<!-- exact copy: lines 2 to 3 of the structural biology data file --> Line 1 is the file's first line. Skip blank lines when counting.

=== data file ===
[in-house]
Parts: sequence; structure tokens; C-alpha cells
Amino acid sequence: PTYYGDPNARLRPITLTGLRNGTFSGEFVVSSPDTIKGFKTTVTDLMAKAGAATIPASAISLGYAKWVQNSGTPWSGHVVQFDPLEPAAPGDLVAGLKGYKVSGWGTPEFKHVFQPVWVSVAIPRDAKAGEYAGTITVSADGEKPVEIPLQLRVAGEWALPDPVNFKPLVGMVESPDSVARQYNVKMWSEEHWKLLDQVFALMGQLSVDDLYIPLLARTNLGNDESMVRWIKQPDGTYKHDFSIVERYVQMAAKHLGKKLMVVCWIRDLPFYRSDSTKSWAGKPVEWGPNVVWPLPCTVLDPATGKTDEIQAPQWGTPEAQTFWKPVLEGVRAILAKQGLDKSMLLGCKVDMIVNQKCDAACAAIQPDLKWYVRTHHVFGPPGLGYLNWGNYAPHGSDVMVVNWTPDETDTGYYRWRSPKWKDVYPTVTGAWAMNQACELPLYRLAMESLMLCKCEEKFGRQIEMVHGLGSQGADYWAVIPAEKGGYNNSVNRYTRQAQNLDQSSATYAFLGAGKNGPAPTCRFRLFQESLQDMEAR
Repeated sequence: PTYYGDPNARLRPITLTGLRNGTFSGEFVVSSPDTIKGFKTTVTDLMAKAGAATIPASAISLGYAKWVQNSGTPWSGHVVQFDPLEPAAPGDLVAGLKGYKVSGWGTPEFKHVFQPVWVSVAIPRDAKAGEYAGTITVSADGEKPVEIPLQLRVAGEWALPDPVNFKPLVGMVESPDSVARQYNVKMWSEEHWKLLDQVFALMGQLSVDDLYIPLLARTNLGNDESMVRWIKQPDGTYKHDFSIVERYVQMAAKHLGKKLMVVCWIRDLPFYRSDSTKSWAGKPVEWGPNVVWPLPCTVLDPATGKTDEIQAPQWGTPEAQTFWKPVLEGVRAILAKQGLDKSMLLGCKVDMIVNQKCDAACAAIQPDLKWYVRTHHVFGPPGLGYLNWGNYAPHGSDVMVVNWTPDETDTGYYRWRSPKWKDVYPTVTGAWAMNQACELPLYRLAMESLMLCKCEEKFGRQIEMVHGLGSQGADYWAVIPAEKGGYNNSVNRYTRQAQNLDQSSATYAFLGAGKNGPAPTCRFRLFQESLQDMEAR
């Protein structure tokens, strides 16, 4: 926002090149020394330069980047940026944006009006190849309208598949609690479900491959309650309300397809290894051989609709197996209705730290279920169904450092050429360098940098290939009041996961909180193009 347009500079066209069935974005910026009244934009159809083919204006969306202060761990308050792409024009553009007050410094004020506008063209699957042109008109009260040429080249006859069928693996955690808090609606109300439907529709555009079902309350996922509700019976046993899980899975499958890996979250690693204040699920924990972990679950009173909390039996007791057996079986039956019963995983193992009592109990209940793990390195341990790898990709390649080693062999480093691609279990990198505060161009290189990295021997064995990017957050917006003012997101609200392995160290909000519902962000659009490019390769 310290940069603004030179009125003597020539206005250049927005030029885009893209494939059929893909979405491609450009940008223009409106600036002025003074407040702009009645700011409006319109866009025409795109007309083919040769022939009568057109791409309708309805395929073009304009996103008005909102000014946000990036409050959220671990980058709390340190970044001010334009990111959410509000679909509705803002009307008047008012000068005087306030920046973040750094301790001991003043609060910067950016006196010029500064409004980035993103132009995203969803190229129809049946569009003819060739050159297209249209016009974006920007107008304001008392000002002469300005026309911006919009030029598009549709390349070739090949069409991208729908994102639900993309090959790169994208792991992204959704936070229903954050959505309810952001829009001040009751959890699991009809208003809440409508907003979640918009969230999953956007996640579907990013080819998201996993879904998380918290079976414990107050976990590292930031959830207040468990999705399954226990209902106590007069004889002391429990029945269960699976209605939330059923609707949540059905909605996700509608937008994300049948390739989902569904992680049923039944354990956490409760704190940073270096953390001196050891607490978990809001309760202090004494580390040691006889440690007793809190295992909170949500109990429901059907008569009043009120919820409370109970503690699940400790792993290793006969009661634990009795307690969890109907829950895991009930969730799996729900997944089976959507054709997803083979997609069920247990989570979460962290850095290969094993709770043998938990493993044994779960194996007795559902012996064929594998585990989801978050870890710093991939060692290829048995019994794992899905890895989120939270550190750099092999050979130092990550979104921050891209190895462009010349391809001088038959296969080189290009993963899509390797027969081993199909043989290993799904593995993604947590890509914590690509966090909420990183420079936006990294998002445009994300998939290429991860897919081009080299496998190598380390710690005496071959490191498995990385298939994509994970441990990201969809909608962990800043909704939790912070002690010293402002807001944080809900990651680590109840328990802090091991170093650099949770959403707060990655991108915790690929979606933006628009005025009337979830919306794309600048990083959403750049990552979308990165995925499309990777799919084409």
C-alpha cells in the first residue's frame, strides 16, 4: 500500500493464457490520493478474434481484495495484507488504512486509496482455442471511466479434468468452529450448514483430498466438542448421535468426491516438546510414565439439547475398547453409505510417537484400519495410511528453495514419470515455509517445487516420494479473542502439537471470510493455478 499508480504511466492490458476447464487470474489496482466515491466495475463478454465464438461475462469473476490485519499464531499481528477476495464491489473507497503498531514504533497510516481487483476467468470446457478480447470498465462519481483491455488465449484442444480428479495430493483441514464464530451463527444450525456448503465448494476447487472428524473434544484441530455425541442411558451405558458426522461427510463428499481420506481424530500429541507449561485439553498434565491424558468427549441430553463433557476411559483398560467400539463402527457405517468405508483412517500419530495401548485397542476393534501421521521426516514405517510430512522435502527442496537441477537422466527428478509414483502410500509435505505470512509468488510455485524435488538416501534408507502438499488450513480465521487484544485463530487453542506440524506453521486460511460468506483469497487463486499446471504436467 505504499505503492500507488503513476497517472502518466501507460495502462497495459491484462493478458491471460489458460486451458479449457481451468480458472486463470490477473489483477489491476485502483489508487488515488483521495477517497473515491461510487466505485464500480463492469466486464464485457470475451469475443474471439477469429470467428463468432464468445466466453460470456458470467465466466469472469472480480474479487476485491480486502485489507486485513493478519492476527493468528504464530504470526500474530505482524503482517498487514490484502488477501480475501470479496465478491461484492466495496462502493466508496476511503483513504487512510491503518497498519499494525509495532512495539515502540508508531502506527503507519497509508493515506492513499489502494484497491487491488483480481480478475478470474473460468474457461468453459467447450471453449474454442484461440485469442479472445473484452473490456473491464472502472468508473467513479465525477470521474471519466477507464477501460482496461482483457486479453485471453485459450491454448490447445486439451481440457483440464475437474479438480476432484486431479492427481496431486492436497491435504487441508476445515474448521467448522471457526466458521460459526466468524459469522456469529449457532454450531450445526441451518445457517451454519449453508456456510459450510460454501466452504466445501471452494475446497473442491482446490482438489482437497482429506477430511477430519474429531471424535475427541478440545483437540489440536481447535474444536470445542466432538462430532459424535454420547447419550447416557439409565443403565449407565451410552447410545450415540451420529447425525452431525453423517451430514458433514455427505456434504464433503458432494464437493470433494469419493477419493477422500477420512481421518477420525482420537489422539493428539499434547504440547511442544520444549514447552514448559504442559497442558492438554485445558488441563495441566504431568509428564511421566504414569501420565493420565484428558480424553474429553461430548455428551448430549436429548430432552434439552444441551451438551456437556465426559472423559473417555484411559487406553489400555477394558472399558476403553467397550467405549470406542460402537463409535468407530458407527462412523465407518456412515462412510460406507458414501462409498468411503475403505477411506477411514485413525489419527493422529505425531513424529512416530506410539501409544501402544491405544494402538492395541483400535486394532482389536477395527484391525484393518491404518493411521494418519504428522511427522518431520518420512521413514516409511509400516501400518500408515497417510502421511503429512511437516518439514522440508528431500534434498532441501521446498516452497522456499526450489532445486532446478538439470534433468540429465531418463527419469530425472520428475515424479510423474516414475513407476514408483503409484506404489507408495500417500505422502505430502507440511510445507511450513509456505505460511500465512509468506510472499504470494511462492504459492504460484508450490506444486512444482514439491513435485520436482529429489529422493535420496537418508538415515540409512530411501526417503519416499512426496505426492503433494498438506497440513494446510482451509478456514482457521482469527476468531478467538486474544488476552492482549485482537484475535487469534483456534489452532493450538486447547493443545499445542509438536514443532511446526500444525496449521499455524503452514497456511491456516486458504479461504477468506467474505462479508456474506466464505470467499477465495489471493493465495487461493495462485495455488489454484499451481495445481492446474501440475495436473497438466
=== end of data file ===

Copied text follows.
Parts: sequence; structure tokens; C-alpha cells
Amino acid sequence: PTYYGDPNARLRPITLTGLRNGTFSGEFVVSSPDTIKGFKTTVTDLMAKAGAATIPASAISLGYAKWVQNSGTPWSGHVVQFDPLEPAAPGDLVAGLKGYKVSGWGTPEFKHVFQPVWVSVAIPRDAKAGEYAGTITVSADGEKPVEIPLQLRVAGEWALPDPVNFKPLVGMVESPDSVARQYNVKMWSEEHWKLLDQVFALMGQLSVDDLYIPLLARTNLGNDESMVRWIKQPDGTYKHDFSIVERYVQMAAKHLGKKLMVVCWIRDLPFYRSDSTKSWAGKPVEWGPNVVWPLPCTVLDPATGKTDEIQAPQWGTPEAQTFWKPVLEGVRAILAKQGLDKSMLLGCKVDMIVNQKCDAACAAIQPDLKWYVRTHHVFGPPGLGYLNWGNYAPHGSDVMVVNWTPDETDTGYYRWRSPKWKDVYPTVTGAWAMNQACELPLYRLAMESLMLCKCEEKFGRQIEMVHGLGSQGADYWAVIPAEKGGYNNSVNRYTRQAQNLDQSSATYAFLGAGKNGPAPTCRFRLFQESLQDMEAR